The building's needs include: classrooms space of appropriate size for today's learners; new boilers, windows, doors and roofing; efficient and safe parent drop-off zones; staff and visitor parking; a gymnasium  that meets the demands of our physical education learners and robust recreation/community athletics; and cafeteria space and service areas that can accommodate the student population of today and tomorrow. 

... WITH a New middle school across the street

**Sample Rendering**


what's the timeline?

The problem has been known for years, and in December 2019 a Strategic Planning Committee determined it was time for action. After a pandemic pause, the Board of Education sought state approval for a bond referendum. If voters approve that proposal on Tuesday, March 14, official construction plans would be submitted to the state Department of Education for review.

Timing: It would take 10-12 months for review of the construction plans followed by the public bidding process. Construction of a new building would take 18-24 months.  Students could be in the new building for the Fall of 2026. Once students are permitted to occupy the new building, the current George G. White School would be converted to an athletic complex with a synthetic turf field marked for multiple sports. It would be available for student use during school hours and community use in the evening and on weekends.

Costs: All things considered -- including furnishings of the new school, demolition of the old one, creation of athletic facilities and a cushion for "unknowns" including inflation -- are estimated at $82.7 million. State aid would pay up to $5.4 million of that amount. The rest would be paid back through property taxes over 30 years. The "real feel" tax impact is estimated at $95 per month for a home assessed at Hillsdale's average.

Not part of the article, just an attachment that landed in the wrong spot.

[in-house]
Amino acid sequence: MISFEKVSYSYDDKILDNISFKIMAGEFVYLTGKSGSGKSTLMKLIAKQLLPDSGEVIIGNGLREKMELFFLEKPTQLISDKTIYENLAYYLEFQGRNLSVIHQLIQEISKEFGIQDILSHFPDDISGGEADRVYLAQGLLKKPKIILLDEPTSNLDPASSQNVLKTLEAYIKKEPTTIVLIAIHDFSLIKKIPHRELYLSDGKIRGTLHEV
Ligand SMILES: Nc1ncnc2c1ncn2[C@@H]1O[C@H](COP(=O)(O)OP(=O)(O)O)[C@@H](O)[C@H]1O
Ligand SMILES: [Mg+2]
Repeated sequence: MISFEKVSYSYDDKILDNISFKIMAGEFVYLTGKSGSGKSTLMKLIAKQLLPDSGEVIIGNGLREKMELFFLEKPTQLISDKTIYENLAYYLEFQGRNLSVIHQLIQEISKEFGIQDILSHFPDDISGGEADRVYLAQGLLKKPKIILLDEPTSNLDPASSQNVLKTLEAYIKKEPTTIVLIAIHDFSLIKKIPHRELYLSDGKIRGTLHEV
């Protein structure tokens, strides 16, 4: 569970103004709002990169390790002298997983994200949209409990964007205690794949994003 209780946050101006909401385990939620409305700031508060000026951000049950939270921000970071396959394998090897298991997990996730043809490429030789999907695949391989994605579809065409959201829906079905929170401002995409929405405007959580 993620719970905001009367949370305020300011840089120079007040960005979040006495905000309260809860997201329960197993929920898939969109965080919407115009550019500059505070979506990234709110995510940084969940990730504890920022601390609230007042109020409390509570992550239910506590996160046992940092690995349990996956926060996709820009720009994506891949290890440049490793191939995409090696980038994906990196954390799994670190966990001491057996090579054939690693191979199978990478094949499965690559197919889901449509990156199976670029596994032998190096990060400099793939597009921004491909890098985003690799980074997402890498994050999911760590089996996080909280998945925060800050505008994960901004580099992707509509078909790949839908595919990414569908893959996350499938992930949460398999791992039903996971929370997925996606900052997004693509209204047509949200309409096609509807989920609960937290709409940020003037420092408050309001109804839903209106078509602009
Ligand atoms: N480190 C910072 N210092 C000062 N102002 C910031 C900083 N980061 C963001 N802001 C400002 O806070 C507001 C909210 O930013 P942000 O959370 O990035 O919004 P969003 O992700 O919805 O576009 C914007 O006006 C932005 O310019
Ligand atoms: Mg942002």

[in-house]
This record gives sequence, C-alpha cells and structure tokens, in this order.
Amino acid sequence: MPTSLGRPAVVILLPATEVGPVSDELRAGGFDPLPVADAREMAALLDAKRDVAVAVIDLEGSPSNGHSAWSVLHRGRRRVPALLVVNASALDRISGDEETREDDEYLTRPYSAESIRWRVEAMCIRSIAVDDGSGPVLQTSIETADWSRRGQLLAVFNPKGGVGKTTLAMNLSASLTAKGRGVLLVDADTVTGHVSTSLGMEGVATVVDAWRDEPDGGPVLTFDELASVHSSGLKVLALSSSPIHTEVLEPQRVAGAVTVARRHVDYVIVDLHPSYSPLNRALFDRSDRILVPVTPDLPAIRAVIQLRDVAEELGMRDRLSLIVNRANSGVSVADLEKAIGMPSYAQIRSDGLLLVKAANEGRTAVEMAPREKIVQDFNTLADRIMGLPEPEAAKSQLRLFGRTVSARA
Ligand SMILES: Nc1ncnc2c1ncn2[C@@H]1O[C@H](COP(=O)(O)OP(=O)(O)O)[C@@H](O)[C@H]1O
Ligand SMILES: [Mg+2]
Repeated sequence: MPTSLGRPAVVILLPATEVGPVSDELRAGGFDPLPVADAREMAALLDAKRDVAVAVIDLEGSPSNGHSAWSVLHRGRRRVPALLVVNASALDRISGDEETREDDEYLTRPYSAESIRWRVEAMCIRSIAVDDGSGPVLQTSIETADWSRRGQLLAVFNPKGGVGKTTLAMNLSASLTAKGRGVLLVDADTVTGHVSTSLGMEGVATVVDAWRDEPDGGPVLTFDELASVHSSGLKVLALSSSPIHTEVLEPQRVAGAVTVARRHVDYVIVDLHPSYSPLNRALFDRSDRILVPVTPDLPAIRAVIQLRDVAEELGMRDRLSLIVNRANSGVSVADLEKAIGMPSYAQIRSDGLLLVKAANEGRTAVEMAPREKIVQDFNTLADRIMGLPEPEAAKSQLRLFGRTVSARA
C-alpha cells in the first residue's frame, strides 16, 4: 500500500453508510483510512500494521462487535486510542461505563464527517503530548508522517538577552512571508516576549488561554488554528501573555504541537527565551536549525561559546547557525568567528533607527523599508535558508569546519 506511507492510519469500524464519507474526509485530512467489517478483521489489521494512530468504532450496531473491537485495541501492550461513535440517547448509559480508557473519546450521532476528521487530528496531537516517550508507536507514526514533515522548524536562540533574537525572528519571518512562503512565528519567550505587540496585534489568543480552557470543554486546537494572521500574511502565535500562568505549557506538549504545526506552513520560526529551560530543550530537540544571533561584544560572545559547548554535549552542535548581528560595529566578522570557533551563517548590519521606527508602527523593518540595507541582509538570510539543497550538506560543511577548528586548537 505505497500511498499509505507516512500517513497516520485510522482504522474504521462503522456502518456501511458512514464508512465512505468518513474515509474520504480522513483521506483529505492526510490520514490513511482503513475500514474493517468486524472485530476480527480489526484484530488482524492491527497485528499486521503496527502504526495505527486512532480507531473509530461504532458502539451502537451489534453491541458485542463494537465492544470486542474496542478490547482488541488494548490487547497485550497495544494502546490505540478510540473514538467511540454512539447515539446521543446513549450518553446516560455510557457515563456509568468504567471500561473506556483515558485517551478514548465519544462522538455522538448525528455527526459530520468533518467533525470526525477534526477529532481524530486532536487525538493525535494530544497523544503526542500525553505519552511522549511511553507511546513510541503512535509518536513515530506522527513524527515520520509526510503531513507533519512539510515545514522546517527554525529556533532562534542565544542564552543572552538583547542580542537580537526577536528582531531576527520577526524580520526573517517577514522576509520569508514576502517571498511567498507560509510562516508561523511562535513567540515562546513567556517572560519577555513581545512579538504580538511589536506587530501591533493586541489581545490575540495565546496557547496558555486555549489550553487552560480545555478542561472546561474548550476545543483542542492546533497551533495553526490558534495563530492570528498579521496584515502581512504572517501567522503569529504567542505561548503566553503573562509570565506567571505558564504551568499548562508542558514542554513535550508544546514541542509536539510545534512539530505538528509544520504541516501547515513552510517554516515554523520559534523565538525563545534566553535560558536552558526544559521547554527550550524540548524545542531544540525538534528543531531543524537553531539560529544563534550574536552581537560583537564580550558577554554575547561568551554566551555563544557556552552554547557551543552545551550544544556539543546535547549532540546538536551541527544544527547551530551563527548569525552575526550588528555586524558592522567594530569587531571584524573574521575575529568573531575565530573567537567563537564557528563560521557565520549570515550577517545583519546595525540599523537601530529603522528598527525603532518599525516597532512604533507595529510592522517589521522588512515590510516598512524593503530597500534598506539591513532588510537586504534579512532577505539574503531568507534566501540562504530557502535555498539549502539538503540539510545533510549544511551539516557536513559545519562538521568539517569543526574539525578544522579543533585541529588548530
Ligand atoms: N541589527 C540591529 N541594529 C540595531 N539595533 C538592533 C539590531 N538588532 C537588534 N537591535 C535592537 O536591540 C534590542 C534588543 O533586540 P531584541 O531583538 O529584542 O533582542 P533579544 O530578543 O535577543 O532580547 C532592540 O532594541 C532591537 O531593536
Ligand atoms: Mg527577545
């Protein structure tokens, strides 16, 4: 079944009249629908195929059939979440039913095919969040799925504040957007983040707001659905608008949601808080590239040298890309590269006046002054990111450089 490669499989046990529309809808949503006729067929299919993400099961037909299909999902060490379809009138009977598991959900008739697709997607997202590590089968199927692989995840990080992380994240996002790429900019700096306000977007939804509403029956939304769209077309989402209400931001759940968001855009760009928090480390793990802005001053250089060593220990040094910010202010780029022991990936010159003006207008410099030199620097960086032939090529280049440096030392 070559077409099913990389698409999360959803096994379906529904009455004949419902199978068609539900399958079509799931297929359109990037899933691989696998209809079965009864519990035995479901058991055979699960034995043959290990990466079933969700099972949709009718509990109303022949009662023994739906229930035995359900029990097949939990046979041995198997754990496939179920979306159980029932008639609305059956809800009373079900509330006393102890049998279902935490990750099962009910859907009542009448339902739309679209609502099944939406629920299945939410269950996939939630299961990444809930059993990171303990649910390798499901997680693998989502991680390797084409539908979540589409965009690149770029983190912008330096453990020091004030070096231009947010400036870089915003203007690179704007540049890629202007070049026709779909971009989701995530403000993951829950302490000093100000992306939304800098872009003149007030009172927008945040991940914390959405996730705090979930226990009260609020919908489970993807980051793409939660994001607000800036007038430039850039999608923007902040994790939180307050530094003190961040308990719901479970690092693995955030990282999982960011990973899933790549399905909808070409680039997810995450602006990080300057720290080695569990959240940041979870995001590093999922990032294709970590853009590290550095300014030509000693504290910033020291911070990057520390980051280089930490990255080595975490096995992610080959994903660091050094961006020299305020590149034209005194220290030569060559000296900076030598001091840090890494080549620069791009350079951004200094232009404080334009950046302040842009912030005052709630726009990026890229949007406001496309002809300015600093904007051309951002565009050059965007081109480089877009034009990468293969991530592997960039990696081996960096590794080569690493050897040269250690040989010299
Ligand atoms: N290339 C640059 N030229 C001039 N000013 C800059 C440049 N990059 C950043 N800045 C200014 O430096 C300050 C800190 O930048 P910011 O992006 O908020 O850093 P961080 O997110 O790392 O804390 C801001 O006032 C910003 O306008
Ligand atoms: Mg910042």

What's meant by "real feel?" The district is nearly done paying for the improvements made through a referendum that voters approved 20 years ago. That will result in an $8.59/month drop in the tax rate for the 2023/24 school year. Simultaneously, voter approval on March 14 would result in a new rate of $103.59. The balance of those is what taxpayers would really feel, and that's a net increase of about $95 per month for a home assessed at Hillsdale's average ($474,172). See the FAQs page to learn how assessed value is different from market value.

Why not expand and renovate GW? During the Board's process, the cost of building a new school was compared to a ball-parked cost of $72 per month to expand and renovate. That included about $3.7 million (in 2021 pricing) to rent modular trailers for a minimum of two years. It would have disrupted the middle school experience for students. After that, Hillsdale would be left with the many unknown factors that come from renovating a 100-year-old school, and some architectural constraints could not be overcome. A survey of people who learned about the options showed very strong support for the proposal to invest in a new middle school.

All residents benefit from well-maintained, quality schools, like the ones shown in these photos. A survey by put hard facts behind the general assumption that schools matter to homebuyers -- 91% said district boundaries were important in their hunts. It also found that homebuyers were willing to give up a bedroom or garage to live in the right district; others said they were willing to exceed their budgets to do so.

Hillsdale faces a turning point on March 14, 2023, when voters consider a proposal to invest in a modern, right-sized school and athletic field space.